BUSINESS

JPMorgan Tells Some Bankers To Stop Working Weekends -- Unless They Have To

"We're trying to change the culture," a bank spokeswoman said.
JPMorgan Chase told its investment bankers to more or less stop working on weekends.
JPMorgan Chase told its investment bankers to more or less stop working on weekends.

Investment bankers at JPMorgan Chase are feeling the pressure right now... to work less.

On Thursday, the bank told its approximately 2,000 investment bankers to stop working on the weekends -- kinda. If they're working on an active deal, bankers are still expected to work on Saturday and Sunday, if needed.

JPMorgan is calling the initiative "pencils down." It's just the latest effort by a big bank to shift the industry's notoriously grueling 100-hour-a-week ethos to something slightly less unreasonable. Over the summer, Goldman Sachs issued a similar kind of edict, telling interns to stop working between midnight and 7 a.m.

JPMorgan Chase declined to say whether CEO Jamie Dimon would be taking weekends off, too.
JPMorgan Chase declined to say whether CEO Jamie Dimon would be taking weekends off, too.

"We're trying to change the culture," a bank spokeswoman told The Huffington Post. "A lot of these people are uber-superstars. They feel that to get ahead they need to be here on weekends."

The idea is to give junior bankers "a better chance for success and promotion," she said. The new program also offers an accelerated track to promotions for top performers and more mentoring for junior bankers. 

Still, by limiting the new guidelines only to times when there isn't an urgent deal in the works, some questioned how effective of a culture change this could be.

Moves like JPMorgan's matter because the workaholic vibe in investment banking trickles down to other corners of the working world, Alexandra Michel, a professor at the University of Pennsylvania who studies investment banking culture, explained to HuffPost earlier this year.

"Many people who become CEOs are ex-bankers," said Michel, herself a former Goldman Sachs banker. "People who leave Goldman assume top positions in government. They bring the culture with them." These leaders then re-create workaholic practices in their new workplaces.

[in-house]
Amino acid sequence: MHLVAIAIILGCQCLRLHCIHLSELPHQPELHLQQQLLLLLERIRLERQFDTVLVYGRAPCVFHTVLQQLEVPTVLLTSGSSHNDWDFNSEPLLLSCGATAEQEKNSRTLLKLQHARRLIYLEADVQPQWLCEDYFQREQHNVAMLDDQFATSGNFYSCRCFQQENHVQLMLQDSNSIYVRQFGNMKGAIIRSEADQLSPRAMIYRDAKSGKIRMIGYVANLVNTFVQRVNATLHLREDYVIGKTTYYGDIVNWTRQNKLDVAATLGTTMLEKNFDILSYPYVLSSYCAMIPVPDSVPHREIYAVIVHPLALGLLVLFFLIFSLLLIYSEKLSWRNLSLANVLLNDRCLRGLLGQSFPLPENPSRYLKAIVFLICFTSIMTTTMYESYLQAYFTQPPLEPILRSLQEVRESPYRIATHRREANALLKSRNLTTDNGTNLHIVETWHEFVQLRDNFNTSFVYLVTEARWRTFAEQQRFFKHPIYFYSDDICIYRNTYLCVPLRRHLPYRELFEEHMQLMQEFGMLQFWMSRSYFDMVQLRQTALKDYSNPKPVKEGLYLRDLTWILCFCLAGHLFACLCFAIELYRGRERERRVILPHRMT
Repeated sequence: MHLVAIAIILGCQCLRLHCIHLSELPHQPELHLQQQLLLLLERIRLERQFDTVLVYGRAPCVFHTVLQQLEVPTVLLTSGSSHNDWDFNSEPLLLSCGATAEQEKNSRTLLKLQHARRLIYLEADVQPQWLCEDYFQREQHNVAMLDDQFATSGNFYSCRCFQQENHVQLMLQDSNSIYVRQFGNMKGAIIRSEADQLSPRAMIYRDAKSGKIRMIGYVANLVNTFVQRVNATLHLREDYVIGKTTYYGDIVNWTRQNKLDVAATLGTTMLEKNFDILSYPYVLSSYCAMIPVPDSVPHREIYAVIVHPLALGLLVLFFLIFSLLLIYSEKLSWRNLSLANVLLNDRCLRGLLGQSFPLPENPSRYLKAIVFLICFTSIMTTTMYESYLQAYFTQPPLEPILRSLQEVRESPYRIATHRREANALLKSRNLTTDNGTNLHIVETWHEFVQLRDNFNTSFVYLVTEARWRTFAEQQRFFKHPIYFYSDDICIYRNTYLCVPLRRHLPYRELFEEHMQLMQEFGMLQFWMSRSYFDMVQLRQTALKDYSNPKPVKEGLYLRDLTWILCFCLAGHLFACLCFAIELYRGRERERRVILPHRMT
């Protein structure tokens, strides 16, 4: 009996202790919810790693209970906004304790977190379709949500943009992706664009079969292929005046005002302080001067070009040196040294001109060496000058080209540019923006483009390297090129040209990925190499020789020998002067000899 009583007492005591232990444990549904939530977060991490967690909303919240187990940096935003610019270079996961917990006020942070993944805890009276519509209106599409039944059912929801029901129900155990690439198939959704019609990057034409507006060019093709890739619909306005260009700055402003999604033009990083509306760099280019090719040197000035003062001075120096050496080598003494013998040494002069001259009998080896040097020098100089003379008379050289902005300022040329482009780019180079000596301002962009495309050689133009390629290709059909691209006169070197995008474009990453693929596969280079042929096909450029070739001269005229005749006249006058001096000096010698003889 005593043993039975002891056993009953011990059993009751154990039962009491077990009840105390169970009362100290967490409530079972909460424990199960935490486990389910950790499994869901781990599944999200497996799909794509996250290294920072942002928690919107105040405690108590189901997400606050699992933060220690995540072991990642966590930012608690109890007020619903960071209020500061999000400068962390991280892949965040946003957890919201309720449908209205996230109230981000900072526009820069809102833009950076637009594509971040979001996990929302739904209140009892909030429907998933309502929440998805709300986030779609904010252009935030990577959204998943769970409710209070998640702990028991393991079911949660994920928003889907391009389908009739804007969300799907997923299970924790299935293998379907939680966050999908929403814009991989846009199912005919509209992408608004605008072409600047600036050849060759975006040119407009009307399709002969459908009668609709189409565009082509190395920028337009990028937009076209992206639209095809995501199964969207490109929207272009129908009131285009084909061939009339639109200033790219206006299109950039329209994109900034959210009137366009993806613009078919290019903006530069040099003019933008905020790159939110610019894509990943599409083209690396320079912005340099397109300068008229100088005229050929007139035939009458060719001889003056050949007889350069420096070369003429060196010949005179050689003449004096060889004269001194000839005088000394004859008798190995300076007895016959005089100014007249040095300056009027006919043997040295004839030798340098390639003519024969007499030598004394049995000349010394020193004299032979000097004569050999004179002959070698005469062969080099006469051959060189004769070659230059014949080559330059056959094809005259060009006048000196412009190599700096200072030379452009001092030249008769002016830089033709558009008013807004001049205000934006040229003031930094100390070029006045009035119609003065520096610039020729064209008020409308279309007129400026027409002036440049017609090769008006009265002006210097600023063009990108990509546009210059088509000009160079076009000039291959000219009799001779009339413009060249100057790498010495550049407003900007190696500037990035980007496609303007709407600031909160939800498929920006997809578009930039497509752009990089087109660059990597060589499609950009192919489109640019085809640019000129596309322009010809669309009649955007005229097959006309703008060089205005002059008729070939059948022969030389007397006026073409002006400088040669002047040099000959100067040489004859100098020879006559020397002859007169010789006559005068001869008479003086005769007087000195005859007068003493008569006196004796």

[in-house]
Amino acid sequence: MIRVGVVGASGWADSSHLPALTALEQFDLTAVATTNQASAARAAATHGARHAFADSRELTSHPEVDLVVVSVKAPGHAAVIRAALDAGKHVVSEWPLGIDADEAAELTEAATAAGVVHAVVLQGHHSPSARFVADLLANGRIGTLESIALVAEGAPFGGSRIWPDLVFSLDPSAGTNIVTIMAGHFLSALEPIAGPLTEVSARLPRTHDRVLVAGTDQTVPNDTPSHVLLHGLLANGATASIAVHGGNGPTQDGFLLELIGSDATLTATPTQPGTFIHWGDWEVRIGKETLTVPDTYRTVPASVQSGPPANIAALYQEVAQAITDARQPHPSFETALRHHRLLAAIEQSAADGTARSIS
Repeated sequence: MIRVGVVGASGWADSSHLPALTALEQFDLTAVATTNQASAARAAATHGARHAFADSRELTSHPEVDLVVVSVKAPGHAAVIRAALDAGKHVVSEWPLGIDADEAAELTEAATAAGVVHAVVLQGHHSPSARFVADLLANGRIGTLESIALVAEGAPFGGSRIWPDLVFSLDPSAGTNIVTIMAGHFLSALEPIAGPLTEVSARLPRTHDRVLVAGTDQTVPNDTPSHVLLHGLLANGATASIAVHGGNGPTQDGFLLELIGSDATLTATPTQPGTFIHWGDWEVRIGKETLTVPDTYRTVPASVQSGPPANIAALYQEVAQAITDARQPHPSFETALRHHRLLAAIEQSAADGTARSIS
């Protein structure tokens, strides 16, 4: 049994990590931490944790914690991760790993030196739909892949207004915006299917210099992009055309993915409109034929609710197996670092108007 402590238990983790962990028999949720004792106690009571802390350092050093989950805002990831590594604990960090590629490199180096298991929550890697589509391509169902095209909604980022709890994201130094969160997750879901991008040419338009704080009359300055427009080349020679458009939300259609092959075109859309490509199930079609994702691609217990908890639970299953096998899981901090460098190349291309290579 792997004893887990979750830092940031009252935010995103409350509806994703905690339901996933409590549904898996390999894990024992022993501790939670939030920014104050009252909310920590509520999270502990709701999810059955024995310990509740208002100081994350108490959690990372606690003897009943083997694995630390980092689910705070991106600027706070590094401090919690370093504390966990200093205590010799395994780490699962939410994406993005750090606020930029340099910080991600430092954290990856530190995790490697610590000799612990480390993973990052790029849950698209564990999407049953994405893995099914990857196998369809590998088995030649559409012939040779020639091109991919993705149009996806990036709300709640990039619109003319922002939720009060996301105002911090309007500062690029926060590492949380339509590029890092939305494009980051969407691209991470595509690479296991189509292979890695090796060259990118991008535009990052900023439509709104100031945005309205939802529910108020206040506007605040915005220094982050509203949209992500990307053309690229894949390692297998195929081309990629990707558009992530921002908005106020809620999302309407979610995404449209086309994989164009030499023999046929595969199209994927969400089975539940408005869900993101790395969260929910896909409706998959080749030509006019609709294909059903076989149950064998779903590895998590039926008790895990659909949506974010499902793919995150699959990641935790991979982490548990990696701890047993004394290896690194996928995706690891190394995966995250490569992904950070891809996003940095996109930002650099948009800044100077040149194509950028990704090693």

The turn away from insane hours began with the financial crisis, and has intensified as the buttoned-down banking industry has lost its star status with elite business school graduates -- who are now more attracted by big paychecks from "cool" tech companies.

There's "fear that the brightest students no longer see investment banking as a sustainable career," Bloomberg noted last year in a piece about big banks losing popularity to tech companies that promise a culture that promotes wellness. 

To combat this, the article notes, Goldman had Deepak Chopra talk to employees about relaxation and vacation.

Also, pay hasn't been quite as good at the banks since they exploded the entire economy back in 2007.

Still, the real wake-up call for the workaholic culture came in 2013 after an intern at Bank of America died. Though the cause of death was ultimately shown to be an epileptic seizure, initially there was a lot of high-profile chatter about how the 21-year-old had been pulling all-nighters for the bank in the lead-up to his death.

Not long after that, Bank of America, JPMorgan and others started offering junior bankers a monthly "protected" weekend during which they wouldn't be expected to work. 

On Thursday, the JPMorgan spokeswoman said bankers would continue to get protected weekends under the new initiative.

These changes came simply because junior bankers were asking for them, JPMorgan said, noting it has no trouble finding qualified candidates. "We are only able to accept 2-3 percent of the thousands that apply each year."

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